The development of disease-course modifying or neuroprotective treatments is still an unmet therapeutical need in Parkinson’s disease. Treatment will likely work best if initiated as early as possible. There is ample evidence to suggest that PD is present in “latent” or “preclinical” form many years before the onset of classical motor symptoms. The current project is aimed to validate a novel, putative risk marker for PD found in up to 10 % of the healthy population. In addition, a battery of so-called “pre-motor markers” will also be assessed in a large cohort of healthy subjects with respect to their predictive values regarding the risk to develop signs and symptoms of PD.
Transcranial sonography (TCS) is an easy-to-administer, safe and non-invasive established neurological assessment modality. The groups of Drs. Becker and Berg in Germany were the first to point out in the mid-1990’s that this investigation reveals characteristic changes in ultrasound echogenicity in the area of the substantia nigra in PD. Current evidence suggest that this ultrasound marker may be detectable years before onset of classical motor symptoms of PD. At the Universities of Tübingen, Innsbruck and Homburg more than 1800 healthy subjects older than 50 years were examined with respect to SN echogenicity and epidemiologic risk factors as well as premotor markers like depression, autonomic and smelling dysfunction, neuropsychologcial deficits and slight motor signs 2.5 years ago. With support of MJFF, all subjects will now be reassed to detect a possible development of motor symptoms and therewith evaluate the predictive value of SN hpyerechogenicity and the premotor markers concerning the possible development of PD.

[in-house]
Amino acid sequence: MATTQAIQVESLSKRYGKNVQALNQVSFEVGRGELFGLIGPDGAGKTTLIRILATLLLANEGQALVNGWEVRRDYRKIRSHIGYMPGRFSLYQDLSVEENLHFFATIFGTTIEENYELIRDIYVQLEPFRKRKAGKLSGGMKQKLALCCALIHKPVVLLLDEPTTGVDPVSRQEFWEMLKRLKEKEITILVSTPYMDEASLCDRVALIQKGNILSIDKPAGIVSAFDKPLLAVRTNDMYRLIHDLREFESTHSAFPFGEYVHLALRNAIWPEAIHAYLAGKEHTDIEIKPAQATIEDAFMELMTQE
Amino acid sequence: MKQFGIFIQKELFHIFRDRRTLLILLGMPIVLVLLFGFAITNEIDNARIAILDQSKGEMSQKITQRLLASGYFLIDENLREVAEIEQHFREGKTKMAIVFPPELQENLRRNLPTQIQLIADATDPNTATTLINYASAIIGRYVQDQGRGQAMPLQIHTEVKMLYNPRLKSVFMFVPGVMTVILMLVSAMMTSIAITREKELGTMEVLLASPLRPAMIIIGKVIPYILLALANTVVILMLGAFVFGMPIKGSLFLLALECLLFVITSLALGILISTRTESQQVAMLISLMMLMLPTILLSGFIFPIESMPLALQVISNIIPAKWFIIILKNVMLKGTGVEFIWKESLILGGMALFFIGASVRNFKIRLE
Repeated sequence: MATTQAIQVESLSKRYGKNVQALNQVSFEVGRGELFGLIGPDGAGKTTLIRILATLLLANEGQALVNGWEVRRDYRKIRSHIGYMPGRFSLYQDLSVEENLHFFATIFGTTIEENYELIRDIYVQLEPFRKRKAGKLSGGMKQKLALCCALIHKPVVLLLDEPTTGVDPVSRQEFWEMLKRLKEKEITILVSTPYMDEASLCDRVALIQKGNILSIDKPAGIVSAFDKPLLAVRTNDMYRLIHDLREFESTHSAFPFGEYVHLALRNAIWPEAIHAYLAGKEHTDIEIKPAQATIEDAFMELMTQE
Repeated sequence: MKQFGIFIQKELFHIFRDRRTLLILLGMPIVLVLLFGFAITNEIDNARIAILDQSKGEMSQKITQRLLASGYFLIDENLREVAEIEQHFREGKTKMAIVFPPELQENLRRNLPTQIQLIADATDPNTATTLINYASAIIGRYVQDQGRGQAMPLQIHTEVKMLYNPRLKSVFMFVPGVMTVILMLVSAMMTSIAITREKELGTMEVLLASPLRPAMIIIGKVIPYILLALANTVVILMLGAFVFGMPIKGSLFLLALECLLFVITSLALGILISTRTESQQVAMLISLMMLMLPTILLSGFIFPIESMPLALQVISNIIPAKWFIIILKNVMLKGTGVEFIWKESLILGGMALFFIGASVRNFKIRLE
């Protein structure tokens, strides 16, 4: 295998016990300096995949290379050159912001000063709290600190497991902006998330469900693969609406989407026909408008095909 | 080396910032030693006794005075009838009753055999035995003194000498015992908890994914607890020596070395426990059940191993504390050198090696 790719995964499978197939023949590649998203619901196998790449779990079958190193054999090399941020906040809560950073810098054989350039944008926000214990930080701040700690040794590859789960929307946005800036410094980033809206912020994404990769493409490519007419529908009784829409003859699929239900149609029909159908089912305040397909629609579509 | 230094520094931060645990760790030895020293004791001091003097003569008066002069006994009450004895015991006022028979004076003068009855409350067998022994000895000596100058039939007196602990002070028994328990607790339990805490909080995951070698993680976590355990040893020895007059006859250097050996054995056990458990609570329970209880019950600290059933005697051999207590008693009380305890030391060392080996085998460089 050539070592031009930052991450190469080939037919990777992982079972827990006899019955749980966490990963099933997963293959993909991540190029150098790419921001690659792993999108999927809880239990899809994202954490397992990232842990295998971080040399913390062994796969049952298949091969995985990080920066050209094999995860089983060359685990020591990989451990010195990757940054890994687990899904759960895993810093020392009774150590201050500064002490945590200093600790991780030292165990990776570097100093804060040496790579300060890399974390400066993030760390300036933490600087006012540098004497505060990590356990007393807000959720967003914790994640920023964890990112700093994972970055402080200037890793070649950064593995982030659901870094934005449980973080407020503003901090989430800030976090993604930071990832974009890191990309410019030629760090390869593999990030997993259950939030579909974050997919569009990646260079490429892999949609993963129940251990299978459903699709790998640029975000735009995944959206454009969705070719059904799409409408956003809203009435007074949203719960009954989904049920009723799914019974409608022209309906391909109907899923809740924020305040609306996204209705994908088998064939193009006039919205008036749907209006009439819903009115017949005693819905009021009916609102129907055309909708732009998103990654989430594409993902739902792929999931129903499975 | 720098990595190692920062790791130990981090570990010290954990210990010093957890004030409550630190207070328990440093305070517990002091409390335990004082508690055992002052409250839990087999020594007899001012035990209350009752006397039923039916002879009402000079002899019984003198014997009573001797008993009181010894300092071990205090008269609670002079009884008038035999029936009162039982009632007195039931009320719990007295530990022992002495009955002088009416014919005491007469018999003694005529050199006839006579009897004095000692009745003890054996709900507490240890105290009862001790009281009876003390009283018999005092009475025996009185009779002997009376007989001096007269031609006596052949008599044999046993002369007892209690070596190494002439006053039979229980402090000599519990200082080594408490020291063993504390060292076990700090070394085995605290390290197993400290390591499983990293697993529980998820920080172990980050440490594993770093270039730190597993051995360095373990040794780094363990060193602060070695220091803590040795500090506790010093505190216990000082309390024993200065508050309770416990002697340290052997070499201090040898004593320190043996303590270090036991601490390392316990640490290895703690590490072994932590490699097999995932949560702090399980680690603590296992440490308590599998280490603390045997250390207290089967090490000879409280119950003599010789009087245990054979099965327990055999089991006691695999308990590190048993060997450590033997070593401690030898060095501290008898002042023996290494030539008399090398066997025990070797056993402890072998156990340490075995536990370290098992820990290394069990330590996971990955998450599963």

Relevance to Diagnosis/Treatment of Parkinson’s Disease:
If conclusive, TCS will be established with this large study as a first reliable and broadly applicable screening instrument for a vulnerability to PD. Moreover, this study will provide a battery of reliable premotor signs as additional biomarkers to better identify subjects at risk for PD within the cohort of subjects. Therefore, the results of this study will open up the possibility to test for the first time "neuropreventive" strategies in PD based on their ability to delay the onset of clinical illness in properly defined at-risk subjects. Such trials, if positive, will mark a major breakthrough in the current therapeutic approach to this second most common neurodegenerative disorder.
According to the incidence of PD, the study team expects 10-12 of the healthy subjects to have developped PD over the last 2.5 years. They are anticipated to have hyperechogenicity of the SN and a certain, yet unknwon, combination of premotor markers. If this hypothesis holds true, a defined battery to test the risk for PD before motor manifestation of the disease may be at hand, allowing the development and implementation of strategies for earlier neuroprotective intervention.